It was life's larger questions that captivated James McPartlin.
A Syosset High School English teacher for 24 years, his engaging teaching style included a penchant for taking students to watch the morning sunrise and re-enacting scenes from the 1943 novella, "The Little Prince."
He died July 31 at age 83 of congestive heart failure in a Port Washington hospice.
Teens from many different religious denominations once crowded into a small room at St. Edward The Confessor School in Syosset to discuss spirituality with McPartlin, who taught catechism at the Roman Catholic school in the 1970s.
"When the kids found out about it, you know, the word spread and his class grew, and they would just all cram into this closet and discuss the big questions of life," said Jayne Ann McPartlin, of Syosset, his wife of 43 years and a former student.
Born Jan. 28, 1929, to James and Elizabeth McPartlin, McPartlin grew up in Mineola and attended Corpus Christi School in Mineola and Bishop Loughlin High School in Brooklyn. After graduation, he served two tours as a Marine in the Korean War.
Jim, as friends called him, came home in 1955 and followed his father's path, working for five years as a Wall Street order clerk. With financial assistance from the G.I. Bill, McPartlin also took night courses at Hofstra University.
Halfway through his undergraduate studies in English, he had a revelation, his wife said.
Her husband had decided to become an English teacher and the school's dean, Hyman Lichenstein, helped him pursue his dream, Jayne McPartlin said. "Teaching was a tremendous part of my husband's life."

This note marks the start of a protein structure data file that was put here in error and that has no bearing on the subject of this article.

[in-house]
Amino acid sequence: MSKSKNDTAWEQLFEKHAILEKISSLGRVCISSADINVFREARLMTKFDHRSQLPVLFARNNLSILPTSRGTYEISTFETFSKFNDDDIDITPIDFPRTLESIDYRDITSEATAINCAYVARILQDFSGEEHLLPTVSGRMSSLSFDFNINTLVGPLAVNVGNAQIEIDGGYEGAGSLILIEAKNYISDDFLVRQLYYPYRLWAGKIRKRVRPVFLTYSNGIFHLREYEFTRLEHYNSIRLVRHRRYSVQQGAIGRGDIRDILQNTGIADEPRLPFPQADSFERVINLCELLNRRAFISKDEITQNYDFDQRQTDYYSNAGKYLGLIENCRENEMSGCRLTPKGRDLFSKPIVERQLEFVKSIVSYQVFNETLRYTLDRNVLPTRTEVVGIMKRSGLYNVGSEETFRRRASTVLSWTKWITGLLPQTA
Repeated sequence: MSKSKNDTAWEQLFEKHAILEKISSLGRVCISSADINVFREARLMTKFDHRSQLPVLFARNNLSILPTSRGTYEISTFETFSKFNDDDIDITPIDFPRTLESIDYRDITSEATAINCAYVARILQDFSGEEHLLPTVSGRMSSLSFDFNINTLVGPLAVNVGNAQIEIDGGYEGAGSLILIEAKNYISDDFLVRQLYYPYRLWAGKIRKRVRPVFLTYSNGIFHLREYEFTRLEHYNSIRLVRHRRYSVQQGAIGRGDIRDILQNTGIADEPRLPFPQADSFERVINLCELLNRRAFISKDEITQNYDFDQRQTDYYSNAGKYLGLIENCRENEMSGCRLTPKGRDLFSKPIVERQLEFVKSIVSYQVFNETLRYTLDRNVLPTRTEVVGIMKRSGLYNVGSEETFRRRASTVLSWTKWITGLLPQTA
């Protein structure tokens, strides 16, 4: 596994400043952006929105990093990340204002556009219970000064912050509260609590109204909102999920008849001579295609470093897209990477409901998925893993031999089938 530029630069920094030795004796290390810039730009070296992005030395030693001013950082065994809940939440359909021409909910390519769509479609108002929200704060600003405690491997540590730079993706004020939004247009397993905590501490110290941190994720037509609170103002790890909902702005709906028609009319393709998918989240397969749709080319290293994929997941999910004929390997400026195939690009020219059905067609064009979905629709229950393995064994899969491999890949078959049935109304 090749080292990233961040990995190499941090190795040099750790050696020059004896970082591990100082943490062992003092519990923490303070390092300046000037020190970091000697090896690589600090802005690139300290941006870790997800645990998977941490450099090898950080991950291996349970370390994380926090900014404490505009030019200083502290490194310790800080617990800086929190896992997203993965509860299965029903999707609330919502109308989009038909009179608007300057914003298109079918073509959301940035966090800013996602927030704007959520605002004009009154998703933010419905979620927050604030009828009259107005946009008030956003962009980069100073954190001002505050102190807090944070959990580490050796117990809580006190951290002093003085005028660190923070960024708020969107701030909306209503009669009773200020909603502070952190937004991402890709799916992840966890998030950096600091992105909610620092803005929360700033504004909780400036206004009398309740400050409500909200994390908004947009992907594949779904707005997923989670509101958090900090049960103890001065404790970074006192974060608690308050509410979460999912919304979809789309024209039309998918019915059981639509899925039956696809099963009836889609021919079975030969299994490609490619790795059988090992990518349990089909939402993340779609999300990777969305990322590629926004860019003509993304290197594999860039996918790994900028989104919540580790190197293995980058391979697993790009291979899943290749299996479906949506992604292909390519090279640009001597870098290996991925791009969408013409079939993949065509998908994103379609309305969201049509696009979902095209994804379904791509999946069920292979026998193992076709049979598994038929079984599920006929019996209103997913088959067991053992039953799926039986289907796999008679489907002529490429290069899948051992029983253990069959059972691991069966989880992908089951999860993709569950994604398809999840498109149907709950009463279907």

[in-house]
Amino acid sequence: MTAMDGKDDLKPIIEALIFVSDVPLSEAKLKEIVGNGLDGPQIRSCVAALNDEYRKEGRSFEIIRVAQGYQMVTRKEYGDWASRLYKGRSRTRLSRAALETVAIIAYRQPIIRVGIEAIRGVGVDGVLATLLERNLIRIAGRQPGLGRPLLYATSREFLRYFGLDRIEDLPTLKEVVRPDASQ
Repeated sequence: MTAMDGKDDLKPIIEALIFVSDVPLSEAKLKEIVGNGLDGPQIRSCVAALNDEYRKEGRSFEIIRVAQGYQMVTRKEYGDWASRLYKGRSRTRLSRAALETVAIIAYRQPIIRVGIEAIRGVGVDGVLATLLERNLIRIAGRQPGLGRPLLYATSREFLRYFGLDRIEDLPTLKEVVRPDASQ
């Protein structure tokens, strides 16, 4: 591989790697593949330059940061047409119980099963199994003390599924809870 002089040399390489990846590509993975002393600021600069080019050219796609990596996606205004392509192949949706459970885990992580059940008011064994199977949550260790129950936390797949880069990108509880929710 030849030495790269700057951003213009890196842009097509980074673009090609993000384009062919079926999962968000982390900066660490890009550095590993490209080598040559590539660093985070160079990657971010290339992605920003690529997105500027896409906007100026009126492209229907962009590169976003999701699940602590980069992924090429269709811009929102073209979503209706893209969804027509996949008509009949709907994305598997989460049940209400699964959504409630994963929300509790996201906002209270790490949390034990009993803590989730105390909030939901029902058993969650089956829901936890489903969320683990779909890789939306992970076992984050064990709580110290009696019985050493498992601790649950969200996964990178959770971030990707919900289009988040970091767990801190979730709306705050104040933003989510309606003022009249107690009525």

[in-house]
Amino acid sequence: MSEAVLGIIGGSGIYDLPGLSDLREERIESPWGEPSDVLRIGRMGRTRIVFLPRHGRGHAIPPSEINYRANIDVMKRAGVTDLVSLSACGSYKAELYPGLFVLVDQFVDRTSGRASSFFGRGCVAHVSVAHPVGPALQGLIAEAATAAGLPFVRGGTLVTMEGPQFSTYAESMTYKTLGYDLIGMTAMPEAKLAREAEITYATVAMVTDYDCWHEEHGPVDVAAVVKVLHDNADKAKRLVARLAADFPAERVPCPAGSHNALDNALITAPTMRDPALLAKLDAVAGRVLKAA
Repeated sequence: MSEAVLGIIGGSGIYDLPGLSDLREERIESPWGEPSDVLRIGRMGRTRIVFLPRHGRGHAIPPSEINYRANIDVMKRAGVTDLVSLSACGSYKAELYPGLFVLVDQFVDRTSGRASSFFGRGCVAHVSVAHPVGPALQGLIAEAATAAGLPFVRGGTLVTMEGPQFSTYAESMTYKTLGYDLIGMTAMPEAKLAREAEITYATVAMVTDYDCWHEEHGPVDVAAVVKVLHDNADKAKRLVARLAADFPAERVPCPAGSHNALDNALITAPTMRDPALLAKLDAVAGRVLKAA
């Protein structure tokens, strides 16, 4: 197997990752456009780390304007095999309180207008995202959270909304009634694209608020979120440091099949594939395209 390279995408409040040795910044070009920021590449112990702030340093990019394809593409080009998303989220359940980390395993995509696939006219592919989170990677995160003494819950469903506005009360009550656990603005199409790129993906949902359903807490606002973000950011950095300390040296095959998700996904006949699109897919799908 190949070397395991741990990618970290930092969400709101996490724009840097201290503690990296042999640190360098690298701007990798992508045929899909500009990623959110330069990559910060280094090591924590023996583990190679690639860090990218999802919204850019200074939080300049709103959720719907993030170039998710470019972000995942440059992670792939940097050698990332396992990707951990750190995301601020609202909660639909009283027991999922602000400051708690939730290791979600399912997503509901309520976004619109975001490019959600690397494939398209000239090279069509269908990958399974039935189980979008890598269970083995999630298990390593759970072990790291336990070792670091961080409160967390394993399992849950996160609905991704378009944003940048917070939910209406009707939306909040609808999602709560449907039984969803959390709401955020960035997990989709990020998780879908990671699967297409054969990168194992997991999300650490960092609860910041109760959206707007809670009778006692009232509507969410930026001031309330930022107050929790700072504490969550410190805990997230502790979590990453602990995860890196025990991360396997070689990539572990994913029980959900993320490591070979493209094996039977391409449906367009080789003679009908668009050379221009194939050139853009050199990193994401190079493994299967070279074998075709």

While a teacher at Syosset High School from 1960 to 1984, McPartlin "made books come alive," said former student Jim Klurfeld, a Stony Brook visiting professor and former Newsday editorial pages editor.
"You know that film, 'Dead Poets Society'?" son Peter of Santa Monica, Calif., said. "Well, a lot of people thought that was based on my dad. Standing on desks and stuff, that was him. He was energetic, interactive."
Former Syosset High teacher Gus Franza met Jim when he began teaching, and said Jim's love of storytelling made him stand out as a teacher. "The Old Irish gift for gab, that's what he had," Franza, of Moriches, said. "Except it wasn't really gab, it was pure storytelling. . . . And of course the kids loved him."
He kept in touch with students after he retired, his wife said. "He had a great belief in the future and he saw students as carrying things forward."
McPartlin is predeceased by his first wife, Dolores Horan McPartlin, and brothers Jack, Gerald and Joseph. In addition to his wife and son, he is survived by a brother, Richard of Valley Stream; daughters Elizabeth Muller of Ridge, Siobhan DiZio of St. Paul, Minn., Deirdre McPartlin of Keene, N.H; and sons James McPartlin of West Sand Lake, Fla., and Timothy McPartlin of Staten Island.
A funeral Mass was celebrated, followed by cremation last weekend.